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I am not a fan of Rick Perry, but it strikes me that there is something fundamentally unserious about the way Rick Perry's mental lock during the last debate has been covered.  All most all of the coverage has focused on whether his campaign can recover after forgetting that he has proposed abolishing the Department of Energy.  It is as if debate performance were the sole qualification of the presidency.  Does anyone really think that if he were elected he would not eliminate the department because he forgot to?

The main issue of course is whether eliminating the Department of Energy (as well as the Education and Commerce departments) is good policy or not.  How much money would it save?  How well would any of the critical functions be performed in other departments?  Etc?  But journalists seem to ne dispositionally and perhaps intellectually incapable of focusing on such things.  It much easier and more fun to repeatedly show clips of a candidate saying "oops."

Turnout and Polarization

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The Monkey Cage has an interesting discussion about whether boosting turnout would reduce levels of polarization and partisanship among our elected officials.  While none of my work directly addresses the question of the effect of general election turnout on polarization, several of its strands would place me clearly in John Side's camp of skeptics.

  • Chapter 4 of Polarized America analyzes trends in turnout among different income groups during the period of expanding polarization (1972-2004).  There were several important take aways.  The first is that our evidence is consistent with earlier findings of McDonald and Popkin that there is no trend in turnout among the voting eligible population (VEP)  (roughly citizens over 18 who are not disqualified due to felony convictions).  The downward trend in participation by the voting age population (VAP) (all residents over 18) is caused by increased numbers of non-citizen residents and (to a lesser extent) disenfranchised felons.  Moreover we find that the relative incomes of voters and non-voters are roughly constant over the time period.  So it would seem that trends in turnout could hardly explain the increase in polarization.  Indeed, reversing the trends in VEP would mean reversing disenfranchisement laws and allowing non-citizens to vote.  It would be reasonable to expect that those reforms would shift the spectrum to the left but not de-polarize it. 


  • My other relevant work concerns the effects of participation in primary elections.  In this rejoinder to Richard Pildes, I report some estimates of the effect of primary election turnout on the extremity of a House member's NOMINATE score.  A key problem for such analysis is that turnout may itself be influenced by a candidate's position.  So I use the coincidence of competitive presidential, gubernatorial, and Senate primaries as exogenous variation in turnout.  The resulting IV estimates show no relationship between turnout and the winner's NOMINATE score.  I concede, however, that the effect of the instruments (the competitive primaries for higher office) is small.   The second piece of evidence is reported in my working paper with Eric McGhee, Seth Masket, Boris Shor, and Steve Rogers.  Here we find little evidence that the institution form of primary election effects polarization of state legislators.  This undercuts the common argument that open primaries reduce polarization by boosting participation.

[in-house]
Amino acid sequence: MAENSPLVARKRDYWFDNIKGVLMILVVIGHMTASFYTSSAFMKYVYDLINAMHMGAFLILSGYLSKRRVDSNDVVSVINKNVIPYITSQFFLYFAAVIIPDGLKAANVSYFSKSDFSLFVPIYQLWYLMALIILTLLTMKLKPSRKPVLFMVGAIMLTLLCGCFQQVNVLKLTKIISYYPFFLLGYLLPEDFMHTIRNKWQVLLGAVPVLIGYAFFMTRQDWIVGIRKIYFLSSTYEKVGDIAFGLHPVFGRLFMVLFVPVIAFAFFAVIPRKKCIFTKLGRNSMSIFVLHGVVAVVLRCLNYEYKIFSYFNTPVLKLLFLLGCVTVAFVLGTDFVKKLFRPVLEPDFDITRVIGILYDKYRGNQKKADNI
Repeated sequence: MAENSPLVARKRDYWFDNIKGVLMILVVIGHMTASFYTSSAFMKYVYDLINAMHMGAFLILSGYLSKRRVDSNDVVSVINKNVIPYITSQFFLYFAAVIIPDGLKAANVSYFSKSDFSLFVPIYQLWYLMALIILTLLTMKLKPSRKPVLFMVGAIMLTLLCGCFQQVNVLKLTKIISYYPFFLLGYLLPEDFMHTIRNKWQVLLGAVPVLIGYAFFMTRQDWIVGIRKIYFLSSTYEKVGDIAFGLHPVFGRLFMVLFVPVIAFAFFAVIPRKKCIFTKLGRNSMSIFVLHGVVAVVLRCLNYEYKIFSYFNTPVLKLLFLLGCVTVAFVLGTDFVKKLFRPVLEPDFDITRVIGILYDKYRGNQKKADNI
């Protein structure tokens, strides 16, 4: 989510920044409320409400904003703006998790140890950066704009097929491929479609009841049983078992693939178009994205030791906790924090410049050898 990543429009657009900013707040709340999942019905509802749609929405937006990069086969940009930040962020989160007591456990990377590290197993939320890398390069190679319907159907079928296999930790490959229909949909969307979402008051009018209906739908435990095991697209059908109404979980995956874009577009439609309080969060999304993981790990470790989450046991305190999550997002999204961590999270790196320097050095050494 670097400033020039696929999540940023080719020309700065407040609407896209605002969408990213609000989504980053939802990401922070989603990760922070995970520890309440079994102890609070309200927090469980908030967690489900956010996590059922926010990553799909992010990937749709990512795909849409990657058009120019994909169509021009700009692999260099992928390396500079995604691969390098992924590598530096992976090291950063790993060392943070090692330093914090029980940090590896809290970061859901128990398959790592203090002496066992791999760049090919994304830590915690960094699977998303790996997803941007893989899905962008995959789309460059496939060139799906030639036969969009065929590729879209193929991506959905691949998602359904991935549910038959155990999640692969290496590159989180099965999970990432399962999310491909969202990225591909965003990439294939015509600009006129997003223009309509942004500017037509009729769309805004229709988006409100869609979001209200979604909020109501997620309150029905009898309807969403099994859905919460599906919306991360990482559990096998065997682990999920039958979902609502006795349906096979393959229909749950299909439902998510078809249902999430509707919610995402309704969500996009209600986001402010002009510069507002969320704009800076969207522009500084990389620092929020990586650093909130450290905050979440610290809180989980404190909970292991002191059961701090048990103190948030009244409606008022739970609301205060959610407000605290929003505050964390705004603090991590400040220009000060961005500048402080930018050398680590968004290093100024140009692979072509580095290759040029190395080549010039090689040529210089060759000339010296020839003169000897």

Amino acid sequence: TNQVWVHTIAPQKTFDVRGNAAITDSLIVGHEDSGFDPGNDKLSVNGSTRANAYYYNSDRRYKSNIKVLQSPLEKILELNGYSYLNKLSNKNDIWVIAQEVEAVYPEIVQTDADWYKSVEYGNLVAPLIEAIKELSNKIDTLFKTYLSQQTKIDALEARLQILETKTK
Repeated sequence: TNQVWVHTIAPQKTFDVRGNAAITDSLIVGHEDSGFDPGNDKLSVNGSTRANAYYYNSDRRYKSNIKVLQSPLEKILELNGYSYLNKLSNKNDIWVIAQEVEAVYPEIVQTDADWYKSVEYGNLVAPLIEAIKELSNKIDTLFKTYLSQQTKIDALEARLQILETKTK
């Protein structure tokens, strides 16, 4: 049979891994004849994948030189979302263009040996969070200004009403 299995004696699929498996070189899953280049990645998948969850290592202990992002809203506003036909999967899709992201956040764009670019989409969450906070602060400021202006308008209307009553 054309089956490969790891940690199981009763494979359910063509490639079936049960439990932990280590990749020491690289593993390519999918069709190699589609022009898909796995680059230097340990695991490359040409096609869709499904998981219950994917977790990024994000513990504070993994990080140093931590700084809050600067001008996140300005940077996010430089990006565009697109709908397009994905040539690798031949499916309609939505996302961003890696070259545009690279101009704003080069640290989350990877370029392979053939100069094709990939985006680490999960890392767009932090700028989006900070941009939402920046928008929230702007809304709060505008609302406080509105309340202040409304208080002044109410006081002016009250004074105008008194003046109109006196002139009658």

But perhaps the most relevant piece of information about Bill Galston's original contention that mandatory voting would reduce polarization is a new paper by Anthony Fowler at Harvard.  In a careful study,  he looks at the effects of the adoption of compulsory voting in Australia.  He estimates that the causal effect of compulsory voting was a significant boost the left-wing Labour Party. So the effect of compulsory voting appears to have shifted Australian politics to the left rather than shore up the center.


New Working Paper

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Keith Poole, Howard Rosenthal and I have spent the last couple of years working on a manuscript on the political economy of the financial crisis.  That joint work has inspired my to write this paper modeling the effects of policy complexity on regulatory policymaking.  Although the argument is formalized, it is a simple one.  Policy will tend to be biased towards the interests of the regulated industry in areas where policymaking is complex.  I hope the paper contributes some useful insights to financial market regulation.

How My Testimony Was Covered

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Apparently, I am an enemy of democracy and interesting elections. 

Update:  The WSJ Blog was a little more even handed. 

Testimony before NJ State Redistricting Commission

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Below are my prepared remarks delivered before the NJ Congressional Redistricting Commission in their public hearing on October 11.

Contemporary politics in the United States is historically distinctive in at least two respects.  The first is the ever increasing polarization of political elites.  As my collaborators and I have documented, partisan differences in congressional voting behavior have grown dramatically to levels not seen since the early 20th century.  The second distinction is the historically low levels of competition in congressional elections.  This is especially true of the House of Representatives where 99 percent of incumbents standing for reelection were successful in the 2002 and 2004 elections. In the swing to the Democrats in 2006, no individual Democrats were defeated and even 89 percent of standing Republicans were reelected.  This pattern was essentially reversed in 2010.